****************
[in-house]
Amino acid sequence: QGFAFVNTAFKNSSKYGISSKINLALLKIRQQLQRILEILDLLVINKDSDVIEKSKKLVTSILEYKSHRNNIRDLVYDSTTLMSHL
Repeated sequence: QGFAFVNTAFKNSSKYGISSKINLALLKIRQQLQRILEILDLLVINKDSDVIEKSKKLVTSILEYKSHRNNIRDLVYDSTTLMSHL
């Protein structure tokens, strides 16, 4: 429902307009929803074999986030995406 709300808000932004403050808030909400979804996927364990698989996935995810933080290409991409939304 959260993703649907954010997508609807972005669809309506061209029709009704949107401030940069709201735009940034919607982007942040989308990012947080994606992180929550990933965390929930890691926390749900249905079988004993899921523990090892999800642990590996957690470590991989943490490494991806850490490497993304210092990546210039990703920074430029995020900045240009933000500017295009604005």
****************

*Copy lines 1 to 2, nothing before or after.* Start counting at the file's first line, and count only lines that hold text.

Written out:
[in-house]
Amino acid sequence: QGFAFVNTAFKNSSKYGISSKINLALLKIRQQLQRILEILDLLVINKDSDVIEKSKKLVTSILEYKSHRNNIRDLVYDSTTLMSHL